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Accelerating mutation accumulation studies with microfluidics


Teams from CEA-Iramis and CEA-Joliot (team "Genome transcriptional regulation /I2BC) have joined forces to develop and validate an innovative microfluidic-based system that automatizes cell culture over many generations. It enables with considerable time savings large-scale experiments to be carried out, which are essential for understanding the cellular mechanisms involved in DNA mutation events.

Published on 11 June 2021

​DNA mutations have important consequences: from the genetic diversity necessary for the evolution of species to diseases such as cancer. They result from exposure to mutagens (ionizing radiations, UV, "free radicals", etc.) and/or from internal dysfunctions that affect DNA repair pathways. How can we study these phenomena and their consequences or know precisely the mutagenic effect of a molecule when most mutation events remain largely hidden from the eyes of biologists due to natural selection?

To achieve this, Julie Soutourina's team (Genome transcriptional regulation / Genome Biology Department / I2BC / CEA-Joliot) studies the consequences of the accumulation of mutations in a model organism, the yeast Saccharomyces cerevisiae. The experiment consists of multiplying a population of cells from a single ancestor under given conditions (e.g. in the presence of a molecule or when the genome of the ancestor contains a mutation of interest) and isolating a single daughter cell after several generations (bottlenecks) which itself becomes the single ancestor of a population of cells multiplied over several generations, etc. Coupled with high-throughput sequencing of the genome, this type of experiment makes it possible to map spontaneous mutations precisely and measure their rate of appearance, while characterizing their effects on the phenotype

microfluidics coming to the AID

The problem is that mutation rates are generally so low that a large number of lines grown in parallel, with repeated human intervention over a long period of time, are required (typically 800 Petri dishes with human intervention every 2 days for more than 6 months need to be handled). How to make the experiment less tedious? The groups of Florent Malloggi (CEA-Iramis, NIMBE/Lions) and Julie Soutourina have joined forces to develop and validate an innovative microfluidic-based system that automatizes cell culture for these experiments.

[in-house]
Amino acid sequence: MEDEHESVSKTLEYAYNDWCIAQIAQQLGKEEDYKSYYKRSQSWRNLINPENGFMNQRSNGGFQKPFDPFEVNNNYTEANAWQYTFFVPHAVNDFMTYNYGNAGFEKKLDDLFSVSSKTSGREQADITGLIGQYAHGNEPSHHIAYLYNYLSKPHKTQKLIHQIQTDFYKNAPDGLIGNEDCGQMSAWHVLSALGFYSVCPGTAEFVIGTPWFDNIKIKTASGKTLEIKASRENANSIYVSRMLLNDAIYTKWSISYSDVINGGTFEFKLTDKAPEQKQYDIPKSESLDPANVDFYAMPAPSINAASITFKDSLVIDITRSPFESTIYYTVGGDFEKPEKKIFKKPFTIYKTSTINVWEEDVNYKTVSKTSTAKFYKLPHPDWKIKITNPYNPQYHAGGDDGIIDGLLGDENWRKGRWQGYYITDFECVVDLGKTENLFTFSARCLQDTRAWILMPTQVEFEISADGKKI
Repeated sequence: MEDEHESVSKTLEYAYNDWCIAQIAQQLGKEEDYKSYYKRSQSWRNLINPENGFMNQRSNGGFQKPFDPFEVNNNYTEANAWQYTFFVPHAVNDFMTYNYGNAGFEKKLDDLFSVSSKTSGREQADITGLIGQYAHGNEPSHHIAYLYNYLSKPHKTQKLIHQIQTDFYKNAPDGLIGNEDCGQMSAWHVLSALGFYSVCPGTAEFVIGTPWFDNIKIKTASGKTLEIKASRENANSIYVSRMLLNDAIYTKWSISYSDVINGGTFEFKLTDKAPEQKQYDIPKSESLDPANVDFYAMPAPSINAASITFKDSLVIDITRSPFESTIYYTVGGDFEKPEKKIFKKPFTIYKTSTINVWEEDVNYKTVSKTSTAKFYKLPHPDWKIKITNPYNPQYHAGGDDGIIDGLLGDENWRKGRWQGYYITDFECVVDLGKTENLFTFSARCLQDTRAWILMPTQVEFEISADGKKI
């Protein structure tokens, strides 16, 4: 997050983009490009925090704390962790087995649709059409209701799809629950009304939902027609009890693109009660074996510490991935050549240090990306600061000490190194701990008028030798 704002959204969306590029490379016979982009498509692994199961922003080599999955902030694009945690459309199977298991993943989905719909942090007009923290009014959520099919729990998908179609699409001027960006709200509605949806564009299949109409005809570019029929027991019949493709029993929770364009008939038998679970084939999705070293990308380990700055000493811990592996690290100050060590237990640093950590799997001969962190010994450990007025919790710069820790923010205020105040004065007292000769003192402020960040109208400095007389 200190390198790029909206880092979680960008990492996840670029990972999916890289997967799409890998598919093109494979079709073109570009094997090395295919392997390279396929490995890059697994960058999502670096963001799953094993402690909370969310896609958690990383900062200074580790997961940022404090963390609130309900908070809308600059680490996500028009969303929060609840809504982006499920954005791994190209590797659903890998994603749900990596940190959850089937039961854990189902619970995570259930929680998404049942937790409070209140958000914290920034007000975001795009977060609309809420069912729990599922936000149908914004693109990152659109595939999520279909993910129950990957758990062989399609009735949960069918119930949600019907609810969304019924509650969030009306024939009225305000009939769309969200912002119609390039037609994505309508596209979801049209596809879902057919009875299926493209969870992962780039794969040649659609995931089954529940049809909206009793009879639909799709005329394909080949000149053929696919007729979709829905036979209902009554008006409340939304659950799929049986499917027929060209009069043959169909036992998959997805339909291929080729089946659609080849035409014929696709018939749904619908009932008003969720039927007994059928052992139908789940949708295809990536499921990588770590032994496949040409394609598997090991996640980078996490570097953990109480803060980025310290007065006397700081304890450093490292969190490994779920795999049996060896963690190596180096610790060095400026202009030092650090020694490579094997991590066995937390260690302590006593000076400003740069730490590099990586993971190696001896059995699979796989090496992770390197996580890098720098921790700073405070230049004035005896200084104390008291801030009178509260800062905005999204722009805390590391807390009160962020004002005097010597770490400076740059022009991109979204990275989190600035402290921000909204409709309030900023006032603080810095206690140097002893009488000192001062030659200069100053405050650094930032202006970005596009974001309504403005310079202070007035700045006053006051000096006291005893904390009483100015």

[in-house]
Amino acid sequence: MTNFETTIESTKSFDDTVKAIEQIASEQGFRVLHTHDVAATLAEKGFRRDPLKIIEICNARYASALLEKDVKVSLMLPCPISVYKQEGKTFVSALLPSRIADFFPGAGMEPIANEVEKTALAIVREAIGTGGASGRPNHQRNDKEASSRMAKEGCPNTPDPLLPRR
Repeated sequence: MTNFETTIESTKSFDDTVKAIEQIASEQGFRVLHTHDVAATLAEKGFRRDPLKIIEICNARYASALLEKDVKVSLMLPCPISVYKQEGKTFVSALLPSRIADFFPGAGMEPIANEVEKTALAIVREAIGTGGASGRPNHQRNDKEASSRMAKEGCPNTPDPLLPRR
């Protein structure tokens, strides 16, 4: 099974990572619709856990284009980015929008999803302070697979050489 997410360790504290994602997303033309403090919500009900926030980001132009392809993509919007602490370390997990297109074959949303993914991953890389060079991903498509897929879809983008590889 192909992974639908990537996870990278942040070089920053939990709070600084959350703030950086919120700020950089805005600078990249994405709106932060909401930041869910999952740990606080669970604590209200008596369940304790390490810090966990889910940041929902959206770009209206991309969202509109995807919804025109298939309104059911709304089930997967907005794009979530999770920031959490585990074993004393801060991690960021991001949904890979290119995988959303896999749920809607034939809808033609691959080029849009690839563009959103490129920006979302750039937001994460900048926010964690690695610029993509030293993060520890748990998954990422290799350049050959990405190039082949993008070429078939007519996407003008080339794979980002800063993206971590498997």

In practice, F. Malloggi's team built a model microfluidic chip by photolithography comprising several types of microstructures: "micro-culture chambers", to allow yeast to multiply over several generations, mounted in series alternately with micro-channels constituting population bottlenecks that allow only one cell to pass through. When a population of cells has occupied the entire space of the first chamber, a single daughter cell can pass into the downstream chamber; this single daughter cell multiplies until its progeny occupy the entire second chamber; a single daughter cell then passes into the next chamber and so on. In addition to these two types of microstructures, there are also entry and exit points and additional channels for cell inoculation and fluids circulation (especially the culture medium). In total, on a microfluidic chip made of polydimethylsiloxane (PDMS, a polymer), the researchers etched 8 arrays in parallel so that 8 mutation accumulation lines could be grown simultaneously for 1 to 3 months with limited human intervention. The system has been validated by comparing two strains: one control and one deficient in base excision repair. 

This unique tool, combined with high-throughput sequencing, opens the way for massive mutation accumulation experiments to study the mutational processes that cause disease and to identify mutagenic compounds relevant for medical and environmental research. 

Device for mutation accumulation:
Top left - comparison of the usual manual petri dish technique and the microfluidic device; Top right: comparison of the 2 types of experiments; Bottom - description of the microfluidic device. 


The work was supported by a programme of the CEA's Basic Research Division (DRF-Impulsion). The high-throughput sequencing was performed on the I2BC sequencing platform



[1] S. cerevisiae is a very good model: its genome, which is very close to that of humans (most cellular functions are conserved), is compact and the time between two generations is very short (about 90 minutes).


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